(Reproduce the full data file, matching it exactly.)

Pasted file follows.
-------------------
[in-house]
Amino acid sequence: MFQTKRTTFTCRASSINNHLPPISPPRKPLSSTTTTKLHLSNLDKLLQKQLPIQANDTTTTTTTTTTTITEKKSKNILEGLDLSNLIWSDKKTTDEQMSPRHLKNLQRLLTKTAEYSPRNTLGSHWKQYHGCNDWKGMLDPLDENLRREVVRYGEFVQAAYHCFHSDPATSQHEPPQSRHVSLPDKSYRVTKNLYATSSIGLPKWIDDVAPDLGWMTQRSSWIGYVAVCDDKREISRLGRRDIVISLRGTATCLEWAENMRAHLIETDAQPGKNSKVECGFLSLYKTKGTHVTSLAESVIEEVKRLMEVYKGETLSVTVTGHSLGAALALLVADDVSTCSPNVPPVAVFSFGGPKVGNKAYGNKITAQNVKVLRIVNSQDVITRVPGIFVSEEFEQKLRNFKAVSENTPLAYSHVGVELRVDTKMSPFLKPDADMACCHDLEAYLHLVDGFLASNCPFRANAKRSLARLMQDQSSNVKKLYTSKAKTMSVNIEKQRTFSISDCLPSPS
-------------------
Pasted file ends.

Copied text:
[in-house]
Amino acid sequence: MFQTKRTTFTCRASSINNHLPPISPPRKPLSSTTTTKLHLSNLDKLLQKQLPIQANDTTTTTTTTTTTITEKKSKNILEGLDLSNLIWSDKKTTDEQMSPRHLKNLQRLLTKTAEYSPRNTLGSHWKQYHGCNDWKGMLDPLDENLRREVVRYGEFVQAAYHCFHSDPATSQHEPPQSRHVSLPDKSYRVTKNLYATSSIGLPKWIDDVAPDLGWMTQRSSWIGYVAVCDDKREISRLGRRDIVISLRGTATCLEWAENMRAHLIETDAQPGKNSKVECGFLSLYKTKGTHVTSLAESVIEEVKRLMEVYKGETLSVTVTGHSLGAALALLVADDVSTCSPNVPPVAVFSFGGPKVGNKAYGNKITAQNVKVLRIVNSQDVITRVPGIFVSEEFEQKLRNFKAVSENTPLAYSHVGVELRVDTKMSPFLKPDADMACCHDLEAYLHLVDGFLASNCPFRANAKRSLARLMQDQSSNVKKLYTSKAKTMSVNIEKQRTFSISDCLPSPS